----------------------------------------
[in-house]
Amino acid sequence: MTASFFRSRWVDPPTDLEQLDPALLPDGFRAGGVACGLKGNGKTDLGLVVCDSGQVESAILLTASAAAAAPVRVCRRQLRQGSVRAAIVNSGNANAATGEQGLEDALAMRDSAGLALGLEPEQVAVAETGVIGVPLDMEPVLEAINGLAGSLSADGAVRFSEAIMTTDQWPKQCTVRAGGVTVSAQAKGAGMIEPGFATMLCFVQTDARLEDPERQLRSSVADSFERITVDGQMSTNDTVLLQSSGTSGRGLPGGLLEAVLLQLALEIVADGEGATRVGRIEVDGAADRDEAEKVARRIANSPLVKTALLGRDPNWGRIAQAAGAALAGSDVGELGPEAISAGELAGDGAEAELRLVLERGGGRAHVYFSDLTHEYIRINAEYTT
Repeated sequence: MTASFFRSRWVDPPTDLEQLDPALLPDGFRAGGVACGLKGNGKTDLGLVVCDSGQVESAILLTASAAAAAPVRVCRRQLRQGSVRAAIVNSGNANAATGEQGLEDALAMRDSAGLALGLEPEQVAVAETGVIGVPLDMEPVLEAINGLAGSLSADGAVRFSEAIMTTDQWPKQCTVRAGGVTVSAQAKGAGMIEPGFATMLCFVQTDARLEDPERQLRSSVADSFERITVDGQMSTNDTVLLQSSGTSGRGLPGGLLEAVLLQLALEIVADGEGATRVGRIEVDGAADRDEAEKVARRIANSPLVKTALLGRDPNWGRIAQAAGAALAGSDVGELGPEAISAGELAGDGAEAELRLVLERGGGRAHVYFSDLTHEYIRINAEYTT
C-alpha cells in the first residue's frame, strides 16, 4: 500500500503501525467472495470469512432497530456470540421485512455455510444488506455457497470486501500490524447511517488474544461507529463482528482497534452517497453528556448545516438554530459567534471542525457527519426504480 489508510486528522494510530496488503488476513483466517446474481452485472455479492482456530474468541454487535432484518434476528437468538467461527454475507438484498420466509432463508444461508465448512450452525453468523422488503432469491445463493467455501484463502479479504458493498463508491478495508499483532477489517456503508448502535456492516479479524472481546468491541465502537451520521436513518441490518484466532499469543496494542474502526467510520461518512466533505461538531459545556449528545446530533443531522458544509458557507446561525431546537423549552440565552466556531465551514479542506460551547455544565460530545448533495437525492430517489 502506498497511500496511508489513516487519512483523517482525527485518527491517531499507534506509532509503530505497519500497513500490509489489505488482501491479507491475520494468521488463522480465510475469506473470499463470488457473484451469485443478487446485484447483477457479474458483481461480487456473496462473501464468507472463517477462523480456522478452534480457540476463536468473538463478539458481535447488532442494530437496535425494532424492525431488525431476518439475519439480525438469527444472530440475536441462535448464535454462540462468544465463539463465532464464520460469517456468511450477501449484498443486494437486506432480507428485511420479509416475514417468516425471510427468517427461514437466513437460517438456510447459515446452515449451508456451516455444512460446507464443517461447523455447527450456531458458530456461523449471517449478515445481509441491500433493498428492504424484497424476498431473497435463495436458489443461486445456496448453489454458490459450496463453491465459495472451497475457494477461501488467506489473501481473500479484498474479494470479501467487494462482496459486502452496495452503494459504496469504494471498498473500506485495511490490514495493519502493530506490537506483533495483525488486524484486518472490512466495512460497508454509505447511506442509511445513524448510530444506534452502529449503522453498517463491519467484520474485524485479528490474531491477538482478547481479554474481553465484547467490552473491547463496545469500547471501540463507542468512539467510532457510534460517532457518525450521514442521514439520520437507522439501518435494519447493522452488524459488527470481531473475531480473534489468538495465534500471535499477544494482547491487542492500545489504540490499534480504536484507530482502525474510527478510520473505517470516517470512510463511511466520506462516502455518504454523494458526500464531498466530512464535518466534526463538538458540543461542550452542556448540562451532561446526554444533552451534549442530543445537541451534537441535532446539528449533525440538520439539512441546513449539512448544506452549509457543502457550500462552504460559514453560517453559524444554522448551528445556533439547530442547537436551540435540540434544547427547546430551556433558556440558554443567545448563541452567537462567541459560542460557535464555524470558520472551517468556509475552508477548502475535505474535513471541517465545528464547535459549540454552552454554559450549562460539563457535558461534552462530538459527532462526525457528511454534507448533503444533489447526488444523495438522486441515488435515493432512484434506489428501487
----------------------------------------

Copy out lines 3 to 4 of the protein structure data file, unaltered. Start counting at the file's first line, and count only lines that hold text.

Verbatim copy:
Repeated sequence: MTASFFRSRWVDPPTDLEQLDPALLPDGFRAGGVACGLKGNGKTDLGLVVCDSGQVESAILLTASAAAAAPVRVCRRQLRQGSVRAAIVNSGNANAATGEQGLEDALAMRDSAGLALGLEPEQVAVAETGVIGVPLDMEPVLEAINGLAGSLSADGAVRFSEAIMTTDQWPKQCTVRAGGVTVSAQAKGAGMIEPGFATMLCFVQTDARLEDPERQLRSSVADSFERITVDGQMSTNDTVLLQSSGTSGRGLPGGLLEAVLLQLALEIVADGEGATRVGRIEVDGAADRDEAEKVARRIANSPLVKTALLGRDPNWGRIAQAAGAALAGSDVGELGPEAISAGELAGDGAEAELRLVLERGGGRAHVYFSDLTHEYIRINAEYTT
C-alpha cells in the first residue's frame, strides 16, 4: 500500500503501525467472495470469512432497530456470540421485512455455510444488506455457497470486501500490524447511517488474544461507529463482528482497534452517497453528556448545516438554530459567534471542525457527519426504480 489508510486528522494510530496488503488476513483466517446474481452485472455479492482456530474468541454487535432484518434476528437468538467461527454475507438484498420466509432463508444461508465448512450452525453468523422488503432469491445463493467455501484463502479479504458493498463508491478495508499483532477489517456503508448502535456492516479479524472481546468491541465502537451520521436513518441490518484466532499469543496494542474502526467510520461518512466533505461538531459545556449528545446530533443531522458544509458557507446561525431546537423549552440565552466556531465551514479542506460551547455544565460530545448533495437525492430517489 502506498497511500496511508489513516487519512483523517482525527485518527491517531499507534506509532509503530505497519500497513500490509489489505488482501491479507491475520494468521488463522480465510475469506473470499463470488457473484451469485443478487446485484447483477457479474458483481461480487456473496462473501464468507472463517477462523480456522478452534480457540476463536468473538463478539458481535447488532442494530437496535425494532424492525431488525431476518439475519439480525438469527444472530440475536441462535448464535454462540462468544465463539463465532464464520460469517456468511450477501449484498443486494437486506432480507428485511420479509416475514417468516425471510427468517427461514437466513437460517438456510447459515446452515449451508456451516455444512460446507464443517461447523455447527450456531458458530456461523449471517449478515445481509441491500433493498428492504424484497424476498431473497435463495436458489443461486445456496448453489454458490459450496463453491465459495472451497475457494477461501488467506489473501481473500479484498474479494470479501467487494462482496459486502452496495452503494459504496469504494471498498473500506485495511490490514495493519502493530506490537506483533495483525488486524484486518472490512466495512460497508454509505447511506442509511445513524448510530444506534452502529449503522453498517463491519467484520474485524485479528490474531491477538482478547481479554474481553465484547467490552473491547463496545469500547471501540463507542468512539467510532457510534460517532457518525450521514442521514439520520437507522439501518435494519447493522452488524459488527470481531473475531480473534489468538495465534500471535499477544494482547491487542492500545489504540490499534480504536484507530482502525474510527478510520473505517470516517470512510463511511466520506462516502455518504454523494458526500464531498466530512464535518466534526463538538458540543461542550452542556448540562451532561446526554444533552451534549442530543445537541451534537441535532446539528449533525440538520439539512441546513449539512448544506452549509457543502457550500462552504460559514453560517453559524444554522448551528445556533439547530442547537436551540435540540434544547427547546430551556433558556440558554443567545448563541452567537462567541459560542460557535464555524470558520472551517468556509475552508477548502475535505474535513471541517465545528464547535459549540454552552454554559450549562460539563457535558461534552462530538459527532462526525457528511454534507448533503444533489447526488444523495438522486441515488435515493432512484434506489428501487